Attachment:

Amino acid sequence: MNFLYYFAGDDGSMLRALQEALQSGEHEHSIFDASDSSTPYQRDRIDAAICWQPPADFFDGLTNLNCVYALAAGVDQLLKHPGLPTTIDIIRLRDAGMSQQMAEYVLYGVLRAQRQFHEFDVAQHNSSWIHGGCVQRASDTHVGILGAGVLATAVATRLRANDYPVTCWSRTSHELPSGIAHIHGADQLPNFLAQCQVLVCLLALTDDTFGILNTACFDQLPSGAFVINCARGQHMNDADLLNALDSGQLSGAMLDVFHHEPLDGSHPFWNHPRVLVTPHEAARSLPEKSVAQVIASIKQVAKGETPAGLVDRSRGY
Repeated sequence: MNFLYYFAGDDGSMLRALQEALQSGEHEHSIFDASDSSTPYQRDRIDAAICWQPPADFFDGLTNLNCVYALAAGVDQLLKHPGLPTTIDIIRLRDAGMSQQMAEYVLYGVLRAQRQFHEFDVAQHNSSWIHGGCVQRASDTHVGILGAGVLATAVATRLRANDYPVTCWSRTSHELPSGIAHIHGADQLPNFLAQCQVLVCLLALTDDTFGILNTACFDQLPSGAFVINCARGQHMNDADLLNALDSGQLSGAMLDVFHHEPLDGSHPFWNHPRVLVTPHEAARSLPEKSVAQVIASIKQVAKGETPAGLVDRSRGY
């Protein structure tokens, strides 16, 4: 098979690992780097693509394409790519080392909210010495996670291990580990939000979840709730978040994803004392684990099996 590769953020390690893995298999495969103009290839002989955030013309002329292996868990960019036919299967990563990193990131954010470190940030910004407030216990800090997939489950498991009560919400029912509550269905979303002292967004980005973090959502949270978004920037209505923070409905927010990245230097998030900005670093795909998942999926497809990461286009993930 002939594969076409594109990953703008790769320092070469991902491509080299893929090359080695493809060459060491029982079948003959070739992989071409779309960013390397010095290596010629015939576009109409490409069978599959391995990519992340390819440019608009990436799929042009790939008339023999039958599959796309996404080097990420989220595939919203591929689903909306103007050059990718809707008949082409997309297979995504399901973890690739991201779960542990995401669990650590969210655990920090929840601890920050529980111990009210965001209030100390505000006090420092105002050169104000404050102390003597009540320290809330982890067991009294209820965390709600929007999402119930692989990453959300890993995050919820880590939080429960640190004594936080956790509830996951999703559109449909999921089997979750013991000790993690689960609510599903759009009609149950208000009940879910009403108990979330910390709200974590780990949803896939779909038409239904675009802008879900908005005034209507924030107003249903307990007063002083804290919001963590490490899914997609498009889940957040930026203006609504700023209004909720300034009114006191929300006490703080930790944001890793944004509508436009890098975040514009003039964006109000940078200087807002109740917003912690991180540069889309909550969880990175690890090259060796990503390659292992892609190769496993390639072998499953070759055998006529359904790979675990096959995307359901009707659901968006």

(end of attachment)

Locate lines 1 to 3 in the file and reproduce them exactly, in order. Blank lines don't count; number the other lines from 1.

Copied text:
Amino acid sequence: MNFLYYFAGDDGSMLRALQEALQSGEHEHSIFDASDSSTPYQRDRIDAAICWQPPADFFDGLTNLNCVYALAAGVDQLLKHPGLPTTIDIIRLRDAGMSQQMAEYVLYGVLRAQRQFHEFDVAQHNSSWIHGGCVQRASDTHVGILGAGVLATAVATRLRANDYPVTCWSRTSHELPSGIAHIHGADQLPNFLAQCQVLVCLLALTDDTFGILNTACFDQLPSGAFVINCARGQHMNDADLLNALDSGQLSGAMLDVFHHEPLDGSHPFWNHPRVLVTPHEAARSLPEKSVAQVIASIKQVAKGETPAGLVDRSRGY
Repeated sequence: MNFLYYFAGDDGSMLRALQEALQSGEHEHSIFDASDSSTPYQRDRIDAAICWQPPADFFDGLTNLNCVYALAAGVDQLLKHPGLPTTIDIIRLRDAGMSQQMAEYVLYGVLRAQRQFHEFDVAQHNSSWIHGGCVQRASDTHVGILGAGVLATAVATRLRANDYPVTCWSRTSHELPSGIAHIHGADQLPNFLAQCQVLVCLLALTDDTFGILNTACFDQLPSGAFVINCARGQHMNDADLLNALDSGQLSGAMLDVFHHEPLDGSHPFWNHPRVLVTPHEAARSLPEKSVAQVIASIKQVAKGETPAGLVDRSRGY
């Protein structure tokens, strides 16, 4: 098979690992780097693509394409790519080392909210010495996670291990580990939000979840709730978040994803004392684990099996 590769953020390690893995298999495969103009290839002989955030013309002329292996868990960019036919299967990563990193990131954010470190940030910004407030216990800090997939489950498991009560919400029912509550269905979303002292967004980005973090959502949270978004920037209505923070409905927010990245230097998030900005670093795909998942999926497809990461286009993930 002939594969076409594109990953703008790769320092070469991902491509080299893929090359080695493809060459060491029982079948003959070739992989071409779309960013390397010095290596010629015939576009109409490409069978599959391995990519992340390819440019608009990436799929042009790939008339023999039958599959796309996404080097990420989220595939919203591929689903909306103007050059990718809707008949082409997309297979995504399901973890690739991201779960542990995401669990650590969210655990920090929840601890920050529980111990009210965001209030100390505000006090420092105002050169104000404050102390003597009540320290809330982890067991009294209820965390709600929007999402119930692989990453959300890993995050919820880590939080429960640190004594936080956790509830996951999703559109449909999921089997979750013991000790993690689960609510599903759009009609149950208000009940879910009403108990979330910390709200974590780990949803896939779909038409239904675009802008879900908005005034209507924030107003249903307990007063002083804290919001963590490490899914997609498009889940957040930026203006609504700023209004909720300034009114006191929300006490703080930790944001890793944004509508436009890098975040514009003039964006109000940078200087807002109740917003912690991180540069889309909550969880990175690890090259060796990503390659292992892609190769496993390639072998499953070759055998006529359904790979675990096959995307359901009707659901968006």